50% rule and the 2% rule
I thought I had heard another investor say that the two rules were basically the same thing. Maybe I misunderstood, but if not could someone explain how they are the same thing??? And also, the 2% rule seems to work best when searching for properties under 100k. It seems that rents are a larger portion of the purchase price the lower the purchase price. Hope these make sense.
Originally posted by "smclaughlin":
So... 1st, we use the 2% rule as a screening tool... I found one that is close so we do the rest of the analysis - using 50% rule for expenses to see if there is still cash flow after mortgage... wait this seems to simple!
Well said. The rules are tools for how you can screen in and out the deals you put time into. It sounds like you have it sorted. The way you described things should help other readers in the future understand. Well done.
Originally posted by "smclaughlin":
This is so fun. I hope I am getting it like I think I am.
Hey does anyone have any comments on the fact that it is in a bad area? Should that scare me away or are some of the best deals in seemingly scary areas?
Bad means what to you? Are you the one who will be managing the property? If you expect to hire that out call around to property managers to see if they will work in the area and what they will charge. Some have specific areas they focus on and others want to avoid areas too far away. Some will charge extra to manage property in rough areas as they can be a lot more work.
OK.. what do I consider a bad area - well, really it might just be "low income" - I mean there are 3-5 cars in front of one house... you know people working on their cars in the drive way - actually the street I am interested in I would say is probably filled with Mexican working class... but a couple streets over it seems scary, like Sunday afternoon gang banger looking guys hanging in their front yard with pitbulls.
My dad is familiar with the area, and says yes, back in the day (10 years ago) there used to be shootings in that area, he is not sure now...
I would go to the local police department. Ask them about the street and request the police reports for the last year for the property you are interested in. Also, talk to any neighbors that look normal (non-druggies, non-gang bangers) and ask them about the neighborhood. They will have a good idea about the neighborhood.
Talk to property managers in the area. See if they will take the property and if they think it will rent. If they refuse, that's a pretty good clue.
You need to run and hide before they hurt you. :shock:
Just kidding. You need to run and hide before that deal hurts you.
That property has NO cash flow. Its showing a $1,000 NEGATIVE cash flow per month in your numbers.
I'm not sure about some of your other numbers either. Will $250 a month cover taxes and insurance? How is it showing a $1000 tax refund on your loss? I think there's a glitch in your software.
I haven't looked through your spreadsheet, but only the posted numbers. Here's what I get. My results are different than yours, so I've laid out how I calculate them.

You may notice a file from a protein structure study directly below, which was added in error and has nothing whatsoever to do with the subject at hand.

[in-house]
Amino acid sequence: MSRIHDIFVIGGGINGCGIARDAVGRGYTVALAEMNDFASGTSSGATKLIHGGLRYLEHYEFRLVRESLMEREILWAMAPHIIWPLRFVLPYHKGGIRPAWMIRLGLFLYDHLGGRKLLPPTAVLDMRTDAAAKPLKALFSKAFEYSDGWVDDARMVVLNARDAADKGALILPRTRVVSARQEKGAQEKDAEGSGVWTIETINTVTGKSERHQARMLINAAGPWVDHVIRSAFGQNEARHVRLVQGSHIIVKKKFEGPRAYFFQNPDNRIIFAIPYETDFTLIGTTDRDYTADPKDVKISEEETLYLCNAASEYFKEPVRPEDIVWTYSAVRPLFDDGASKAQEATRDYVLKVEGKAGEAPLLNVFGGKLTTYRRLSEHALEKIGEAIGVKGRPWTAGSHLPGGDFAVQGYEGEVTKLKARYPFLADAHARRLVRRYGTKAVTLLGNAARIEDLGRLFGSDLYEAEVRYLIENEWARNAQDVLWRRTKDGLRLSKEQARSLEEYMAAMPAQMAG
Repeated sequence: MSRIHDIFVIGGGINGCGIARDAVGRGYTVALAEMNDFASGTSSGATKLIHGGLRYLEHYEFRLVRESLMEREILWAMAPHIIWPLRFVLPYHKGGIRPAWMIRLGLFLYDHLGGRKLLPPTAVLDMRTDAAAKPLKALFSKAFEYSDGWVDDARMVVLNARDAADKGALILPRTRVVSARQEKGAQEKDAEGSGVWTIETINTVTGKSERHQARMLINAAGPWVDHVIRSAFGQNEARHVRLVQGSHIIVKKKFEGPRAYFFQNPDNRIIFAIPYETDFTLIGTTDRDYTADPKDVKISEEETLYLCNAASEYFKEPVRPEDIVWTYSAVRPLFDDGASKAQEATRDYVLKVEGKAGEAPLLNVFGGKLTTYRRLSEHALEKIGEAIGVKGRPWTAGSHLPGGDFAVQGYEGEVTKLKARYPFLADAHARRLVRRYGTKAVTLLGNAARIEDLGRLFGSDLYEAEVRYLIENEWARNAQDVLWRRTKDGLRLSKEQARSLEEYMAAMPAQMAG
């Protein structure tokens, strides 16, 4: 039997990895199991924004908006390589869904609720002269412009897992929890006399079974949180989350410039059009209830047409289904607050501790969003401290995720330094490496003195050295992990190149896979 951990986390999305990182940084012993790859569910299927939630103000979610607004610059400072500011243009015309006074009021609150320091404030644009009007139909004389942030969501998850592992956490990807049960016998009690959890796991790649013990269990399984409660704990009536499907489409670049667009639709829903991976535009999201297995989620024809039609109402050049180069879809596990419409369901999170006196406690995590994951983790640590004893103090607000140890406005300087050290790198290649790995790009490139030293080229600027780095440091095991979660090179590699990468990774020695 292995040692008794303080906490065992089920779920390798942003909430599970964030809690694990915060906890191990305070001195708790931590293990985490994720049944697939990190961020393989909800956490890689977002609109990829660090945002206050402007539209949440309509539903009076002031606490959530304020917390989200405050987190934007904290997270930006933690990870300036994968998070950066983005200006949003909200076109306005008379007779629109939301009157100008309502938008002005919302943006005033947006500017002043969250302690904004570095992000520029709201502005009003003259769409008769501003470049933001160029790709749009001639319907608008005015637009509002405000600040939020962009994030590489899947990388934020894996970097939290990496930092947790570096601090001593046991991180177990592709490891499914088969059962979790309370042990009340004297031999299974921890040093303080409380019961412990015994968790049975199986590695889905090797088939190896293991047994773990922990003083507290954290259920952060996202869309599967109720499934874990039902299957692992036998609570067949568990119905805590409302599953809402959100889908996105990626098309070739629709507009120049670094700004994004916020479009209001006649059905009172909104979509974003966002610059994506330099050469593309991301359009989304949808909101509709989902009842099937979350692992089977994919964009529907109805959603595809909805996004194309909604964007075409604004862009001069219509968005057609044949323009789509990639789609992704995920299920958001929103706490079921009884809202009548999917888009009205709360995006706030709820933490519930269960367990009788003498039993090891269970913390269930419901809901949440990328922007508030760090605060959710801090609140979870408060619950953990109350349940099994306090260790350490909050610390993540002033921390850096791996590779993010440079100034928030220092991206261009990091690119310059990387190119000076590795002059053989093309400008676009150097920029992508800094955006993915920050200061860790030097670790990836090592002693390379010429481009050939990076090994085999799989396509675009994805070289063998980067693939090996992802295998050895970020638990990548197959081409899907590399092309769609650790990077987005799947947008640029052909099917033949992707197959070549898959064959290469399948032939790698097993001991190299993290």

First, though, I always use before tax numbers, not after tax. I'm not a real estate professional. The special deduction is limited to $25K and only applies below specific AGI limits. So, while it might affect you for your first property or two, it has no bearing as you scale up. However, since the passive losses offset any income, there's effectively no tax on the passive income. Therefore before tax is the same as after tax. Yes, when you sell, it changes, and you can take that. But, that doesn't affect its income as a rental.
Here's my evaluation
Loan amount $172,700 (80% of ARV, so I'm assuming a rate and term refi)
Payment $1064/month (30 year, 6.25%)
Expenses $725 (50% rule)
Cash flow -$339
Depreciation $6284 (80%*216000/27.5)
Before tax cash flow -$4068 (NOI - payment)
Income -$8326 (NOI-depreciation-interest)
Tax -2082 (25% of income)
After tax cash flow -$1986 (BTCF - tax)
Now if you mean to use $170,000 and take 80% of that on the mortgage, it gets better. I calculate (same formula) annual after tax cash flow of -$173. But, you have $34,000 invested. That would earn you $1700 in a bank CD, $1275 after taxes. So, by my reckoning, this loses you $1448 after taxes.
Using the 2% rule gets you a allowable price of $72,500. With 100% financing, that results in BTCF of $278/mo or $3343/year, and ATCF of $2822/year. That would be a really good deal.
In addition to what Wheatie said (which I agree with), I would also question getting the money for a NOO rental at 6.25%. This is especially true if the property will be held in an entity, and I certainly would not hold rentals in my own name.
Moreover, I find it interesting that you assumed that rents would go up 2% each year while expenses would only go up 1%. If that were true, that would be great, but that is not my experience.
Okay, are you looking at the deal as a rental or as a flip? The property is NOT a good rental. That's the bottom line. There may be some room in there as a rehab to retail, but if that's your exit strategy then there are a whole other set of things to consider.